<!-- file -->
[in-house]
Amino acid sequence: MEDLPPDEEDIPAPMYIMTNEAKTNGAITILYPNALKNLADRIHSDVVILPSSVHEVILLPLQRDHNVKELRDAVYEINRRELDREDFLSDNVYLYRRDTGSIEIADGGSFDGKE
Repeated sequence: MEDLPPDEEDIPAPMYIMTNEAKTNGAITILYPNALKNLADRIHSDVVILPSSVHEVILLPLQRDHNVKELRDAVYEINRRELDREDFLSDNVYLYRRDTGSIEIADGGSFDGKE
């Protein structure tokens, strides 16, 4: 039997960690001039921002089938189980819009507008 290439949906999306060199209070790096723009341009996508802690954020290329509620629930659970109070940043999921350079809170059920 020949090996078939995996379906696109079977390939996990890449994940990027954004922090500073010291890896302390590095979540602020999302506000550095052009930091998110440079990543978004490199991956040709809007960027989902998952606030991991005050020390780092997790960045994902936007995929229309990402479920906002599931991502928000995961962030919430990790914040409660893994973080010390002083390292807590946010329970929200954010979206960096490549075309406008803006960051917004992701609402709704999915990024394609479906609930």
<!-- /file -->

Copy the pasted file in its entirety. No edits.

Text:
[in-house]
Amino acid sequence: MEDLPPDEEDIPAPMYIMTNEAKTNGAITILYPNALKNLADRIHSDVVILPSSVHEVILLPLQRDHNVKELRDAVYEINRRELDREDFLSDNVYLYRRDTGSIEIADGGSFDGKE
Repeated sequence: MEDLPPDEEDIPAPMYIMTNEAKTNGAITILYPNALKNLADRIHSDVVILPSSVHEVILLPLQRDHNVKELRDAVYEINRRELDREDFLSDNVYLYRRDTGSIEIADGGSFDGKE
């Protein structure tokens, strides 16, 4: 039997960690001039921002089938189980819009507008 290439949906999306060199209070790096723009341009996508802690954020290329509620629930659970109070940043999921350079809170059920 020949090996078939995996379906696109079977390939996990890449994940990027954004922090500073010291890896302390590095979540602020999302506000550095052009930091998110440079990543978004490199991956040709809007960027989902998952606030991991005050020390780092997790960045994902936007995929229309990402479920906002599931991502928000995961962030919430990790914040409660893994973080010390002083390292807590946010329970929200954010979206960096490549075309406008803006960051917004992701609402709704999915990024394609479906609930």